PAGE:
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New York State Statutory Residence – What is credible evidence?

This past year, a determination was issued in a New York residency case in the Matter of Carl Ruderman for tax year 2007. The Administrative Law Judge for this case was Dennis M. Galliher. The issue was statutory residence.

A taxpayer can be determined to be a resident of New York by either being domiciled in New York (having your primary residence there) or being a statutory resident, meaning that you have a residence in New York and you spend more than 183 days there in any given year.

The New York State Tax Audit Division accepted that Mr. Ruderman was domiciled in Florida; however they determined that he was a statutory resident of New York State and City for 2007. The audit findings resulted in almost $1 million in additional State and City tax, plus interest and penalty. The case involved whether Mr. Ruderman could prove that he was not in New York for over 183 days. The Division’s review revealed credit card charges in a variety of places, including New York City, on days when petitioner claims to have been elsewhere.

According to the law, the taxpayer has the burden to establish by clear and convincing evidence that he was not present in New York City for more than 183 days during the year. This is a heavy burden that should not be taken lightly. The typical evidence examined in audits of this type would be a personal or business diary, backed up by a record of credit card charges and phone bills, including land line and cell phone. Additional records that can indicate your whereabouts are commonly requested and/or subpoenaed, such as EZ-Pass and utility bills.

In a well-known New York State Tax Tribunal case, Matter of Julian Robertson, the taxpayer had a secretary that maintained a diary to track his whereabouts every day of the year. He was prepared for his audit. He had a day count prepared with the filing of his return, which was supported by his diary and records. Since his recordkeeping was very detailed and accurate, the state auditors only had questions on a few days during the year. This case went to the Tax Tribunal with only two days in question. Due to the level of detail maintained, the taxpayer was found to be credible and Robertson was able to win his case resolving the final two questionable days with credible oral testimony.

The Ruderman case, however, is different. The Audit Division’s review revealed credit card charges in a variety of places, including New York City, on days when petitioner claims to have been elsewhere. Mr. Ruderman claimed that although he only had one credit card (one copy), sometimes his wife, children or even his housekeeper could be using the same card. He also did not try to discern which charges were made by which person. As you can see, this is not a very credible argument.

To try to help his case, Mr. Ruderman was able to get affidavits from business associates and acquaintances. One of which stated that Mr. Ruderman was present in Florida from May through the end of November 2007. This is a block of time of seven months, and the affidavit only mentioned one specific event that he recalled which took place during October. Furthermore, there were many credit card charges that took place in New York during this period, hurting the credibility of this affidavit. Not only is the credibility of the affidavit affected, but the entire case is called into question.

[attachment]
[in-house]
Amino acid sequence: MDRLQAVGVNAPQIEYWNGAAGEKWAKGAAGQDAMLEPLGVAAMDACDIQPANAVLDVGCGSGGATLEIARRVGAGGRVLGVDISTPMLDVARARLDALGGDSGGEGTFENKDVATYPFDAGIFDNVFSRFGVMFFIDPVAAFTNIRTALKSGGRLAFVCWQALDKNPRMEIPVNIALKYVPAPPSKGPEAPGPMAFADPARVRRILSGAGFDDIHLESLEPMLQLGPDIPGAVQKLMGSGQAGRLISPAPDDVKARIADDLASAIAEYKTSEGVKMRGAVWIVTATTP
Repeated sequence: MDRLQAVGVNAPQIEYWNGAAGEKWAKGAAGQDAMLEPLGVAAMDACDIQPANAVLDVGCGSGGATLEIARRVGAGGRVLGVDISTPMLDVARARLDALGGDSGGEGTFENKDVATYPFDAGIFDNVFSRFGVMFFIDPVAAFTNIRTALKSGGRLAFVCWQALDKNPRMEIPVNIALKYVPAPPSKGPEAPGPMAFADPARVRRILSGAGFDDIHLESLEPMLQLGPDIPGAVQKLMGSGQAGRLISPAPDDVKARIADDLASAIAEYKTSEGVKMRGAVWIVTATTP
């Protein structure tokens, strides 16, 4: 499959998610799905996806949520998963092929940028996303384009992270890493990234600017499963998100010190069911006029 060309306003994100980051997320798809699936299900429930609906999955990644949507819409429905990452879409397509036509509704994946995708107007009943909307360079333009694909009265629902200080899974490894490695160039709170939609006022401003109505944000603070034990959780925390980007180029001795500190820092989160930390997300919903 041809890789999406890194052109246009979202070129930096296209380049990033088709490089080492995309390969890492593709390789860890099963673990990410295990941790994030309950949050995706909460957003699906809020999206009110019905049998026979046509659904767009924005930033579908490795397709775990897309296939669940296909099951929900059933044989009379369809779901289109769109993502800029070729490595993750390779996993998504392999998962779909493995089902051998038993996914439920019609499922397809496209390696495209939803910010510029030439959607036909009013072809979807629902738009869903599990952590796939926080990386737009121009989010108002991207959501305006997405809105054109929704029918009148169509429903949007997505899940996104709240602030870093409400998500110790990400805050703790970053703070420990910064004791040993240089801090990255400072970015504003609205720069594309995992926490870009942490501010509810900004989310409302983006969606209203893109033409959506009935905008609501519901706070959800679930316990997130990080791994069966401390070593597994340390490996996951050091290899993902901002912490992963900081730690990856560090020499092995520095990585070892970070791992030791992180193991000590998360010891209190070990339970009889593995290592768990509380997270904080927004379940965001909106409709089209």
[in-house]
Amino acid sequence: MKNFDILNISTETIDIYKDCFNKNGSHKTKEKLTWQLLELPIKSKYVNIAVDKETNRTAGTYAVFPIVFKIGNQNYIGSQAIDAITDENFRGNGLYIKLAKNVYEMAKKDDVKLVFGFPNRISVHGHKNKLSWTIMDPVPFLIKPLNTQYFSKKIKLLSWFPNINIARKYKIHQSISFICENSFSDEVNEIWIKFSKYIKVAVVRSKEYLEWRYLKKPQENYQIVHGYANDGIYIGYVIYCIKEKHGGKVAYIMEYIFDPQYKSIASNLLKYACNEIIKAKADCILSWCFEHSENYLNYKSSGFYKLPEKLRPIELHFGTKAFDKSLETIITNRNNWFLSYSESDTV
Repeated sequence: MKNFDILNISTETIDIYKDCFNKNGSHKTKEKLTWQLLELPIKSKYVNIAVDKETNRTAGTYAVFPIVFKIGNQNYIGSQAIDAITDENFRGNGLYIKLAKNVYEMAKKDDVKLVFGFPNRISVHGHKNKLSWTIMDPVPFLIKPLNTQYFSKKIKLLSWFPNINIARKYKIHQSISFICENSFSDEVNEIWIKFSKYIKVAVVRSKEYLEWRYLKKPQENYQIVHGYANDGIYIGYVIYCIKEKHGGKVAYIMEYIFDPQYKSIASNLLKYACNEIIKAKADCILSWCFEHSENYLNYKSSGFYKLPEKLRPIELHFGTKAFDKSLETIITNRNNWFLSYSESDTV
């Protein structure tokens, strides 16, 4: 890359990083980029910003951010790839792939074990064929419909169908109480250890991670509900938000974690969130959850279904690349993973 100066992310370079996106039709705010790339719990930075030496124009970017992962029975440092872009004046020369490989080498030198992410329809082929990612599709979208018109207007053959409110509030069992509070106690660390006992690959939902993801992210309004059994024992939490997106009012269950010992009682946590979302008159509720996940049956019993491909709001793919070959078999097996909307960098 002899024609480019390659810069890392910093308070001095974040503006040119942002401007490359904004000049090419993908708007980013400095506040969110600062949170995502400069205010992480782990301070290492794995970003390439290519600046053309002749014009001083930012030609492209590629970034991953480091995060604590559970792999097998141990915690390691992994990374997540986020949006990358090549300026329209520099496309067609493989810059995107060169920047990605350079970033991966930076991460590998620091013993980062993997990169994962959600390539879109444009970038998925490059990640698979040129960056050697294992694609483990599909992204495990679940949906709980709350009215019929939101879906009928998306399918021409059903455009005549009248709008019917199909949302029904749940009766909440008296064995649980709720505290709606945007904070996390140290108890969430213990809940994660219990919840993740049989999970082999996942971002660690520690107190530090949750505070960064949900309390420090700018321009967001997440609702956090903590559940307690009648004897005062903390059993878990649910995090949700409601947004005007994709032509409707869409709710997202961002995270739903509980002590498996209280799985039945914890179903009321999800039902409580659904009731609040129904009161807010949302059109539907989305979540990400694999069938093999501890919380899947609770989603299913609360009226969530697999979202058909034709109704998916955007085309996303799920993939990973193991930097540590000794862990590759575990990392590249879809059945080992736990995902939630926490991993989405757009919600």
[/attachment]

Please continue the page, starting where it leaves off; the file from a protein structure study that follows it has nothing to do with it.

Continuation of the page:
It is possible for affidavits to help your case and be accepted as proof that one was not present in New York, however it has to be more specific as to dates and situations that took place on those dates. And you certainly don’t want those affidavits contradicted by better evidence. According to the ALJ in this case:

“The foregoing review bears out that the evidence in this case fails to provide the degree of specificity necessary to establish petitioner’s whereabouts with certainty so as to conclude that he was present outside of New York State and City on the disputed days. Accordingly, petitioner has not met the burden of establishing by clear and convincing evidence that he was not present in New York City on more than 183 days in the year 2007 within the contemplation of Tax Law…”

In summary, when confronted with credit card charges in his name, Mr. Ruderman claimed that he had not made the charges with no evidence or explanation establishing any of the charges as those made by his children or others. When confronted with phone calls made from his New York residence, again he claimed that it wasn’t him. He submitted general affidavits stating he was in Florida for extended periods of time. This was not convincing. In order to be successful, one has to be consistently accurate with the records that are provided to build a level of confidence in their credibility.

If you have any questions regarding residency, or any other state and local issues, please call 516-938-5219.

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